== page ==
A Universal Sadness deep inside my soul

I was walking in Jamieson Park in Narrabeen when the words for A Universal Sadness Deep Inside My Soul came to me.  It was 1973.  I had just escaped from Spain with my son, Alex and was working at Fleets Tennis Shop in the city.  It was a poem to start off with but later on the music came to me and it became a song.

All three verses were written about things which I had actually seen.

I used to go and play in the Badge tennis competition at White City on Saturday afternoons and on the way back was when I used to see all the mostly men in a very bedraggled state, sitting on the steps of empty houses in Paddington, already well underway in the drinks department.

At lunch time I would sometimes walk up to Hyde Park and that was where the old man who wheeled his barrow up and down the streets of town would hang out during the lunch hour. I can still see him in my mind’s eye – his long tattered coat, his rounded shoulders, as he shuffled along pushing his barrow filled with his worldly possessions.

Kings Cross was full of American Soldiers on leave from the Vietnam War in that era, so business was brisk for prostitutes.  They used to stand in their doorways or walk up and down dressed in miniskirts and revealing tops, perched atop very high heels.  Some of them were very young and I could see they were affected by drugs.

                                        

A UNIVERSAL SADNESS DEEP INSIDE MY SOUL

I feel a universal sadness deep inside my soul

For hopes and dreams they must have had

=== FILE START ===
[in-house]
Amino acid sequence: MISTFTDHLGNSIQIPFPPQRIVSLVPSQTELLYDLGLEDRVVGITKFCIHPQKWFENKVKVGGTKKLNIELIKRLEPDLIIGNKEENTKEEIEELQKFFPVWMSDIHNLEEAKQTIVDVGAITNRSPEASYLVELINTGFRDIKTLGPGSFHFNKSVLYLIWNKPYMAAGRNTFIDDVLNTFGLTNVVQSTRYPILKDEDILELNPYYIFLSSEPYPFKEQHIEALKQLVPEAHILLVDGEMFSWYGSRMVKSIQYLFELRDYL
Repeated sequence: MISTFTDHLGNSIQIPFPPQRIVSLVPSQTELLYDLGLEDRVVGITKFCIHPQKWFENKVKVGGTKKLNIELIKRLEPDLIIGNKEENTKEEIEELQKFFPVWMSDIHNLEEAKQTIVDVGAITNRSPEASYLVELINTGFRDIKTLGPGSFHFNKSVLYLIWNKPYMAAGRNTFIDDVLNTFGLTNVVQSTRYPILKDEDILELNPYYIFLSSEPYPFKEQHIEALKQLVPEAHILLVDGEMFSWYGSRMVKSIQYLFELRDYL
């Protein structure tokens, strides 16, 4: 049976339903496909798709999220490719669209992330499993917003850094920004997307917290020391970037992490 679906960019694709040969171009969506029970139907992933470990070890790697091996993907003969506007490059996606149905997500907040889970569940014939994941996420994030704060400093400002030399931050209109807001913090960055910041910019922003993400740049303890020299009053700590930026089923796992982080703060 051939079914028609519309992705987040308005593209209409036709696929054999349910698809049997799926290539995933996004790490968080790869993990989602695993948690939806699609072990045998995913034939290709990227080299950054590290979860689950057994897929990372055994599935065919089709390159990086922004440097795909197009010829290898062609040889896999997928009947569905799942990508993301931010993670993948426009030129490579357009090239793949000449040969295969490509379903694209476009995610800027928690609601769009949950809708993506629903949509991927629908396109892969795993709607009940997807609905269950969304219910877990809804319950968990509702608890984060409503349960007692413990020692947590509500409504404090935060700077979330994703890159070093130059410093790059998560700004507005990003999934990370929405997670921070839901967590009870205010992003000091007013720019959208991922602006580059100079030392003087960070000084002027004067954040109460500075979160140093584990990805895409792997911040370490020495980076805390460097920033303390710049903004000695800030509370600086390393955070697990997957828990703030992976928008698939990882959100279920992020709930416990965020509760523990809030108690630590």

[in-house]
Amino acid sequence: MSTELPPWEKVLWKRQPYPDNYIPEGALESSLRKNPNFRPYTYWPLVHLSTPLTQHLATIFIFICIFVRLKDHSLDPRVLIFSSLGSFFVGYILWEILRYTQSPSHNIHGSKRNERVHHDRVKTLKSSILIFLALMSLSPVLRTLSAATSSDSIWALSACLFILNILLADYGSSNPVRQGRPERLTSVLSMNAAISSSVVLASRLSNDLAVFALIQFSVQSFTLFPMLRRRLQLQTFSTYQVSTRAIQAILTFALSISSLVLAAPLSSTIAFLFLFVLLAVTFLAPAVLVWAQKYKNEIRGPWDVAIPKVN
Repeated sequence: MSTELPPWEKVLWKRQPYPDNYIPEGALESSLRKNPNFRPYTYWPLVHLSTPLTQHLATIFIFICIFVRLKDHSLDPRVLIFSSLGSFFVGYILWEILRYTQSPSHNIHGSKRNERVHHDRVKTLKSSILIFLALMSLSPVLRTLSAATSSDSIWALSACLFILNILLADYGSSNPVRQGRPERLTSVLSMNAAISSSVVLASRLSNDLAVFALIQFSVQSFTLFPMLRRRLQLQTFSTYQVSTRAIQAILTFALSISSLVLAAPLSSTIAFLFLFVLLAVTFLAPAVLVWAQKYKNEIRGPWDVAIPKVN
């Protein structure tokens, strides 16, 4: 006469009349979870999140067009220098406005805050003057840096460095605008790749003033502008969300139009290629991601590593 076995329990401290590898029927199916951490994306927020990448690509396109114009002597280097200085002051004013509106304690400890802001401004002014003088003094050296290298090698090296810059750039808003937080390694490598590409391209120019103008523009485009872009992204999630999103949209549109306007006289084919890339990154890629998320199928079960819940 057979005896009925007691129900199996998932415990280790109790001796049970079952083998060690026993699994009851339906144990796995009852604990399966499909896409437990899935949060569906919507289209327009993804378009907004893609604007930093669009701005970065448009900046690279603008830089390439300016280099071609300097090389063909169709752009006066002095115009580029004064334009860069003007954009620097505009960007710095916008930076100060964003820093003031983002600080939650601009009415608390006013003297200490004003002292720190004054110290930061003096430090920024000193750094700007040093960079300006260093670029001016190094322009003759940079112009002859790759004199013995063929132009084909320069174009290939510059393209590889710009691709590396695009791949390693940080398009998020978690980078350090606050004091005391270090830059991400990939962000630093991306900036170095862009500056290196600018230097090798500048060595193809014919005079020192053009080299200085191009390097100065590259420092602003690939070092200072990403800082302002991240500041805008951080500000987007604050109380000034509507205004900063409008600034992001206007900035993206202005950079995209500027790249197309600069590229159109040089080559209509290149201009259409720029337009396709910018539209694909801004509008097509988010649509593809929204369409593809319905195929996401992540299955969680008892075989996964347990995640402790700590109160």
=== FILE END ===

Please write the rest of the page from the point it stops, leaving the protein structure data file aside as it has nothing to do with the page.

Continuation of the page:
As they sit there in the cold

Their sad and lonely faces

Attached to ragged forms

On steps of empty houses

Drinking booze all night long

 

Chorus

The families they must once have had

And lost along the way

The friends they’ve had all now long gone

And living far away

 

The man who wheels the barrow

Around the streets of town

With all his world tied atop

He goes up the street and down

At night he sleeps in the park

On a bench made of stone

Warmed by the metho in his gut

He’s far away from home

 

Chorus

The family he must once have had

All lost along the way

The friends he’s had all now long gone

And living far away

 

And there’s the working woman

In Kings Cross they’re about

On the streets and in the bars

All night they stand around

They’re young faces show despair

From the death in life they lead

On smack and hash and coke

When it’s love is all they need

 

Chorus again twice

 

 

 

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Susan Joy Alexander

Susan Alexander is a former tennis champion, successful business woman and a poet.

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